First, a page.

I've reported this elsewhere here previously but I use the EXI 13kg winch servos , either in the drum version of the standard, arm style.'
If you decide to do something of your own just keep in mind that even the Emmas two sails require a reasonably powerful servo to operate them in brisk conditions. The standard 9kg smaller sized servo is fine for the rudder, any brand (even unbranded) will serve. But that size is totally under-powered for the Emma, and more so for the Irene.
Should you be in or around the USA and use US dollars you can easily get the type I use (for many years, on a variety of boats) at a price that should even fit your purse. you can also get an inexpensive rudder servo there as well. Mind you, if you can afford it, get Hitec.
If you stick to Gary's suggestion (you should) with an arm winch then this one will definitely do a comparable job as the Hitec. Tugboat may furnish details of some in depth testing he has done on these kind of winch servos, I can only depend on my own experiences and that of the 15 or so others in our sailing group that are using them.

Arm style winch servo B1228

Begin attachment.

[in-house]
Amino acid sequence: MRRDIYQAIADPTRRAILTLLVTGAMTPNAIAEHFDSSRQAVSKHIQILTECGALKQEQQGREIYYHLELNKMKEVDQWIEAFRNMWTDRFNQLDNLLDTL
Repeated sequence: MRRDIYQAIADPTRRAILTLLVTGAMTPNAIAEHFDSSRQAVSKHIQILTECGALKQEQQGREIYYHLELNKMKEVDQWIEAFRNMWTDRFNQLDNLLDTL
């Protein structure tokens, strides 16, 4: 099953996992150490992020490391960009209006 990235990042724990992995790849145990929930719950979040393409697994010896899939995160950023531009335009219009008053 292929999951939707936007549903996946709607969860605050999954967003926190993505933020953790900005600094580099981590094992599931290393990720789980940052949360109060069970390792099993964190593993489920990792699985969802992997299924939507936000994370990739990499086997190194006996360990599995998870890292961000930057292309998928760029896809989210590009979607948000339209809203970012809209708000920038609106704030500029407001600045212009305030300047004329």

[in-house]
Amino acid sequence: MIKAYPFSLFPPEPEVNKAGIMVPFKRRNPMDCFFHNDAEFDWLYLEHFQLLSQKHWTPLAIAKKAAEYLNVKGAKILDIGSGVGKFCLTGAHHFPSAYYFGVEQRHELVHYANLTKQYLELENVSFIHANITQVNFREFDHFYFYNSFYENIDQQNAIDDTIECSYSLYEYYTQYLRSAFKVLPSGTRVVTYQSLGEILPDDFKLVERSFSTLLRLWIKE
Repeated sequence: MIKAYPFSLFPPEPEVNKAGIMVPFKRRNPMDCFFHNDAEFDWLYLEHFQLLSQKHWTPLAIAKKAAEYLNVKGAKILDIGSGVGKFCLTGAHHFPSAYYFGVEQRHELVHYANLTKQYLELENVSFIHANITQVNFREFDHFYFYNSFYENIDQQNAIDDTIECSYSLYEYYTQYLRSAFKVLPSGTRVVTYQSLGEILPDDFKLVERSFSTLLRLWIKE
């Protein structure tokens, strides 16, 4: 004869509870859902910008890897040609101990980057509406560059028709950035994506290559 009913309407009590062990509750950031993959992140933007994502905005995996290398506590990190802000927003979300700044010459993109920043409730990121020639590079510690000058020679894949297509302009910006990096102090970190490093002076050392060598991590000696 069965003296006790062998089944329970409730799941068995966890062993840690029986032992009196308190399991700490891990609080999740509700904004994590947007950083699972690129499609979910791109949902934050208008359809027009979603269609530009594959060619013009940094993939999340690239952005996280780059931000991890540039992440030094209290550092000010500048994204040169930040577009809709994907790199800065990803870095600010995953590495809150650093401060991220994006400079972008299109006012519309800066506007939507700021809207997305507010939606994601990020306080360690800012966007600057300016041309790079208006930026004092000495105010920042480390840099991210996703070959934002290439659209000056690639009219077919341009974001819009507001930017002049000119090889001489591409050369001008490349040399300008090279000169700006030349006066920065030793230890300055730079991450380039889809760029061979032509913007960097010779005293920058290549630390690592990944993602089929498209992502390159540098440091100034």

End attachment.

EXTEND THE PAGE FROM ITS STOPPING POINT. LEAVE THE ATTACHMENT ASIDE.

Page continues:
Drum style B1226

And since they make standard servos as well, try this for the rudder. B1222

Bottom line is, you must use a drum winch in the Irene, you may also in the Emma, but the arm winch is easier to fit, and cheaper.

I haven't added anything yet on this category but there are other items of interest on www.rcsailboats.pw. There should be a lot more but all takes time.
Feb 12, 2018, 04:22 AM
Mad on modding
robcrusoe's Avatar

Molly G gets some wind to sail with


After weeks of mid-summer light conditions today produced a fine southerly at 10 -15 knots.
With this I was able to wind her up a bit and as the onboard video shows, seldom did water get over the gunwale. But when it might have, and the boat was at speed, , the bow wave created a clear trough so although the boat was well heeled over it didn't take any water over the deck.
The Irene is very nimble when it has the optimum momentum, as you can see.
After 3 hours of this , not all at speed, the screwed down deck only took on half a cup of water overall. Screwed down so it could be removed if required, and gap filler forced in t he tiny space between deck edge and gunwale.

May get a chance in a couple of days to try the Emma out in similar conditions.

Look out for Johnny Depp

RC Schooner , Molly G, racing against general rc sailboats. (5 min 7 sec)


Molly 6 Feb 18 (6 min 21 sec)
Feb 13, 2018, 01:47 PM
Registered User
Zbip57's Avatar
Quote:
Originally Posted by robcrusoe
seldom did water get over the gunwale. But when it might have, and the boat was at speed, , the bow wave created a clear trough so although the boat was well heeled over it didn't take any water over the deck.
That looks great! It's very reassuring to see that so little water comes over the deck.

Just curious, how are your camera mounts fastened to the deck?